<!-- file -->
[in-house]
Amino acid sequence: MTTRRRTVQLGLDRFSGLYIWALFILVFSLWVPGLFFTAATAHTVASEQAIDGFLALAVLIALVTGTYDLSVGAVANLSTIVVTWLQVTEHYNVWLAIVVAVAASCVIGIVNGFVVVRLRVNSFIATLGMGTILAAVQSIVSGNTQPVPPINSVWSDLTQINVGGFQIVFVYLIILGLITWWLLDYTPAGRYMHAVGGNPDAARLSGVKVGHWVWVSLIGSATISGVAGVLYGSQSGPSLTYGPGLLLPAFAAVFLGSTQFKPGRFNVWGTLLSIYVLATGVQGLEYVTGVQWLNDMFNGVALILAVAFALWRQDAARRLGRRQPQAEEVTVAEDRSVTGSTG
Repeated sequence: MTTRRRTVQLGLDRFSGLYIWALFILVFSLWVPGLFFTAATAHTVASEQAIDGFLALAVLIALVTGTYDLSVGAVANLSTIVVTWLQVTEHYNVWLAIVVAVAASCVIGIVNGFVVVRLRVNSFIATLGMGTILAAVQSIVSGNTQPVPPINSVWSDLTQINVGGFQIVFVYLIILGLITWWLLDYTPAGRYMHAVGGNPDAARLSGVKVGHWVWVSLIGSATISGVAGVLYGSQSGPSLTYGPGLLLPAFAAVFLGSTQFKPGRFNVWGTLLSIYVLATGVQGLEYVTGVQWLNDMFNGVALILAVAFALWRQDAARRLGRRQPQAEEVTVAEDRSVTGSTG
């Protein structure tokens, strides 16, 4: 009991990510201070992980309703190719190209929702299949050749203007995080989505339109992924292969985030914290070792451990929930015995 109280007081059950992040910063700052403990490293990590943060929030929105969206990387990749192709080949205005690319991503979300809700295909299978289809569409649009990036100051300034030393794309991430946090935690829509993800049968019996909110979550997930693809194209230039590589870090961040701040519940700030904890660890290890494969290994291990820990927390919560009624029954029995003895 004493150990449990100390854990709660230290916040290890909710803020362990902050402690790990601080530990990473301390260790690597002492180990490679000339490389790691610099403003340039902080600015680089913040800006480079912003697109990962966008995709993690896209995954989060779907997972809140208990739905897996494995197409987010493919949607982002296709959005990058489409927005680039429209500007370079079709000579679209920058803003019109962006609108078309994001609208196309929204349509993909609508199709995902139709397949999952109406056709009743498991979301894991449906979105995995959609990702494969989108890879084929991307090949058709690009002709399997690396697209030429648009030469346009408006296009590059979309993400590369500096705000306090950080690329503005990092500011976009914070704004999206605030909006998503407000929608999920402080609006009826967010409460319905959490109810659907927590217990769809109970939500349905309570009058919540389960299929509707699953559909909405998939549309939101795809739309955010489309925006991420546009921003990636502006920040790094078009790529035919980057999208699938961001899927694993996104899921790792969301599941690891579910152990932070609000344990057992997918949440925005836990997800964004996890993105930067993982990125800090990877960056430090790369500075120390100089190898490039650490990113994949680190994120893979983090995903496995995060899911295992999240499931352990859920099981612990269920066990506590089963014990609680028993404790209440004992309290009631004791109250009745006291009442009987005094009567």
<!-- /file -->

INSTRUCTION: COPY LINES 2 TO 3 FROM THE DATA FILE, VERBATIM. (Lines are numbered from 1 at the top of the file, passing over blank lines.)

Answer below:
Amino acid sequence: MTTRRRTVQLGLDRFSGLYIWALFILVFSLWVPGLFFTAATAHTVASEQAIDGFLALAVLIALVTGTYDLSVGAVANLSTIVVTWLQVTEHYNVWLAIVVAVAASCVIGIVNGFVVVRLRVNSFIATLGMGTILAAVQSIVSGNTQPVPPINSVWSDLTQINVGGFQIVFVYLIILGLITWWLLDYTPAGRYMHAVGGNPDAARLSGVKVGHWVWVSLIGSATISGVAGVLYGSQSGPSLTYGPGLLLPAFAAVFLGSTQFKPGRFNVWGTLLSIYVLATGVQGLEYVTGVQWLNDMFNGVALILAVAFALWRQDAARRLGRRQPQAEEVTVAEDRSVTGSTG
Repeated sequence: MTTRRRTVQLGLDRFSGLYIWALFILVFSLWVPGLFFTAATAHTVASEQAIDGFLALAVLIALVTGTYDLSVGAVANLSTIVVTWLQVTEHYNVWLAIVVAVAASCVIGIVNGFVVVRLRVNSFIATLGMGTILAAVQSIVSGNTQPVPPINSVWSDLTQINVGGFQIVFVYLIILGLITWWLLDYTPAGRYMHAVGGNPDAARLSGVKVGHWVWVSLIGSATISGVAGVLYGSQSGPSLTYGPGLLLPAFAAVFLGSTQFKPGRFNVWGTLLSIYVLATGVQGLEYVTGVQWLNDMFNGVALILAVAFALWRQDAARRLGRRQPQAEEVTVAEDRSVTGSTG